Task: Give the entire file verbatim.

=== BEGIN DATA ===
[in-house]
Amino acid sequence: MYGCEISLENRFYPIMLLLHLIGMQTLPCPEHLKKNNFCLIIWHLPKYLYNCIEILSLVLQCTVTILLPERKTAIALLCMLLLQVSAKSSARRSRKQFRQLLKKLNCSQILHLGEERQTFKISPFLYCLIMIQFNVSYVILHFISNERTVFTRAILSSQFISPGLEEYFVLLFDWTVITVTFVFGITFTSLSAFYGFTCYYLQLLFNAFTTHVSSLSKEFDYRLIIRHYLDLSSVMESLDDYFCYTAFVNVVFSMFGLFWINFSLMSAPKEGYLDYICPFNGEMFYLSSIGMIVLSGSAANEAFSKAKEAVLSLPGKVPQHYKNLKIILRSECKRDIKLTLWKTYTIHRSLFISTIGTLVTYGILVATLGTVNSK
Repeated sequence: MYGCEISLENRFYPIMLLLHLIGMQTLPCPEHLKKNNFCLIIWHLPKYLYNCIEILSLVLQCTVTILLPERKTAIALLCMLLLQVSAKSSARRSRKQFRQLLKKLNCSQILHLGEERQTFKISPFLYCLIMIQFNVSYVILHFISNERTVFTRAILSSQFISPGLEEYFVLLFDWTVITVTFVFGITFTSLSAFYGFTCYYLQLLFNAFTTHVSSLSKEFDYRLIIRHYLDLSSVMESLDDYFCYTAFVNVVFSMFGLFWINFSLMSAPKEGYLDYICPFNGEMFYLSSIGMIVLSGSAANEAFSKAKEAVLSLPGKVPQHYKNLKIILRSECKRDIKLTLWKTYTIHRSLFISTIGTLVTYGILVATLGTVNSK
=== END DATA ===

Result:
[in-house]
Amino acid sequence: MYGCEISLENRFYPIMLLLHLIGMQTLPCPEHLKKNNFCLIIWHLPKYLYNCIEILSLVLQCTVTILLPERKTAIALLCMLLLQVSAKSSARRSRKQFRQLLKKLNCSQILHLGEERQTFKISPFLYCLIMIQFNVSYVILHFISNERTVFTRAILSSQFISPGLEEYFVLLFDWTVITVTFVFGITFTSLSAFYGFTCYYLQLLFNAFTTHVSSLSKEFDYRLIIRHYLDLSSVMESLDDYFCYTAFVNVVFSMFGLFWINFSLMSAPKEGYLDYICPFNGEMFYLSSIGMIVLSGSAANEAFSKAKEAVLSLPGKVPQHYKNLKIILRSECKRDIKLTLWKTYTIHRSLFISTIGTLVTYGILVATLGTVNSK
Repeated sequence: MYGCEISLENRFYPIMLLLHLIGMQTLPCPEHLKKNNFCLIIWHLPKYLYNCIEILSLVLQCTVTILLPERKTAIALLCMLLLQVSAKSSARRSRKQFRQLLKKLNCSQILHLGEERQTFKISPFLYCLIMIQFNVSYVILHFISNERTVFTRAILSSQFISPGLEEYFVLLFDWTVITVTFVFGITFTSLSAFYGFTCYYLQLLFNAFTTHVSSLSKEFDYRLIIRHYLDLSSVMESLDDYFCYTAFVNVVFSMFGLFWINFSLMSAPKEGYLDYICPFNGEMFYLSSIGMIVLSGSAANEAFSKAKEAVLSLPGKVPQHYKNLKIILRSECKRDIKLTLWKTYTIHRSLFISTIGTLVTYGILVATLGTVNSK